Sort the hashes for S_i's prime factors by their counters in descending order. Starting with
  the largest counter (which means the smallest set), make a list of indexes up to i that are also
  members of the next smallest set, until the sets are exhausted. Add the remaining number of
  indexes in the list to the cumulative total.

Example:

sum phi' [4,7,10,15,21]

S_0: 4
prime-hash [2:1-4], counters [2:1]
0 indexes up to i in the set for prime 2
total 0

S_1: 7
prime hash [2:1-4; 7:0,2-4], counters [2:1, 7:1]
1 index up to i in the set for prime 7
total 1

S_2: 10
prime hash [2:1,3-4; 5:0-1,3-4; 7:0,2-4], counters [2:2, 5:1, 7:1]
1 index up to i in the set for prime 2, which is also a member 
of the set for prime 5
total 2

S_3: 15
prime hash [2:1,3-4; 5:0-1,4; 7:0,2-4; 3:0-2,4], counters [2:2: 5:2, 7:1, 3:1]
2 indexes up to i in the set for prime 5, which are also members 
of the set for prime 3
total 4

S_4: 21
prime hash [2:1,3-4; 5:0-1,4; 7:0,2-3; 3:0-2], counters [2:2: 5:2, 7:2, 3:2]
2 indexes up to i in the set for prime 7, which are also members 
of the set for prime 3
total 6

6 coprime pairs:
(4,7),(4,15),(4,21),(7,10),(7,15),(10,21)
-1

I would suggest :

1) Use Eratosthene to get a list of sorted prime numbers under 10^6.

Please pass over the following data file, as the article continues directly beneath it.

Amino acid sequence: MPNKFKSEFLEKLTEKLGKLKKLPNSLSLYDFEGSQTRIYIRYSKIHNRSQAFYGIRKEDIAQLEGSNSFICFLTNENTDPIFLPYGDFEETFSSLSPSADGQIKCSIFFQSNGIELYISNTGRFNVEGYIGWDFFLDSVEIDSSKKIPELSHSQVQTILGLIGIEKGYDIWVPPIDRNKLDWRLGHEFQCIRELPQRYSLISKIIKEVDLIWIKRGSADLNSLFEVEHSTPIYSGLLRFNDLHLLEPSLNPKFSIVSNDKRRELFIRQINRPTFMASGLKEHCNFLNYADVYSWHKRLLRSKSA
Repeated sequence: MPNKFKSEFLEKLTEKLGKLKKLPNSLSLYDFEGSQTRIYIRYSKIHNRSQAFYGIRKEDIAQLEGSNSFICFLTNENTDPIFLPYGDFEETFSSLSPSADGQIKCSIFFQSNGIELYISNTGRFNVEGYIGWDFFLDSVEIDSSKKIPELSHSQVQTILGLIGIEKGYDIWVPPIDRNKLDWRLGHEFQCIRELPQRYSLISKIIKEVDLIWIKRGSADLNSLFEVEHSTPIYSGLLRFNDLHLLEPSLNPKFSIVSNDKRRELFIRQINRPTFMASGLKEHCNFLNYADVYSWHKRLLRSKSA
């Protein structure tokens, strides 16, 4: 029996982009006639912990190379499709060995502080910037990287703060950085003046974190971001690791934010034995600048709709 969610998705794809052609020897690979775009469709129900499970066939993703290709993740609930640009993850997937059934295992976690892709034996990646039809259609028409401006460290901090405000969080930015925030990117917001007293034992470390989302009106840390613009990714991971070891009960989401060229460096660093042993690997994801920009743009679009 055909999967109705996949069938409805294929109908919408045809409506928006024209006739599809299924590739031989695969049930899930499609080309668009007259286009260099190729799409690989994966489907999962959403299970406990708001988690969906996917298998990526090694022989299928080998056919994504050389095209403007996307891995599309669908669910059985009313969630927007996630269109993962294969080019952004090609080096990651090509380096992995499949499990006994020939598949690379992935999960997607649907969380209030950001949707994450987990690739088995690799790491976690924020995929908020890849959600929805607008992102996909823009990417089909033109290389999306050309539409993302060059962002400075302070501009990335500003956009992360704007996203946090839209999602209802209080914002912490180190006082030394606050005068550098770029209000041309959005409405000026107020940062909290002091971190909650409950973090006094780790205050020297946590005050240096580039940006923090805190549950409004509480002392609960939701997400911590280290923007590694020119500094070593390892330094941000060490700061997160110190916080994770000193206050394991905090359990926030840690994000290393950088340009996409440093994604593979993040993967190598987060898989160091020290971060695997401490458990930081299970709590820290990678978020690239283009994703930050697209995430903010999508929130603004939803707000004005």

2) For each number n in the list, get it's prime factors. Associate it another number f(n) in the following way : let's say that the prime factors of n are 3, 7 and 17. Then the binary representation of f(n) is :

`0 1 0 1 0 0 1`

The first digit (0 here) is associated to the prime number 2, the second (1 here) is associated to the prime number 3, etc ...

Therefore 2 numbers n and m are coprime iff f(n) & f(m) = 0.

3) It's easy to see that there is a N such that for each n : f(n) <= (2^N) - 1. This means that the biggest number f(n) is smaller or equal to a number whose binary representation is :

`1 1 1 1 1 1 1 1 1 1 1 1 1 1 1`

Here N is the number of 1 in the above sequence. Get this N and sort the list of numbers f(n). Let's call this list L. If you want to optimize: in this list, instead of sorting duplicates, store a pair containing f(n) and the number of times f(n) is duplicated.

4) Iterate from 1 to N in this way : initialize i = 1 0 0 0 0, and at each iteration, move the digit 1 to the right with all other values kept to 0 (implement it using bitshift).

At each iteration, iterate over L to get the number d(i) of elements l in L such that i & l != 0 (be careful if you use the above optimization). In other words, for each i, get the number of elements in L which are not coprimes with i, and name this number d(i). Add the total

D = d(1) + d(2) + ... + d(N)

5) This number D is the number of pairs which are not coprime in the original list. The number of coprime pairs is :

M*(M-1)/2 - D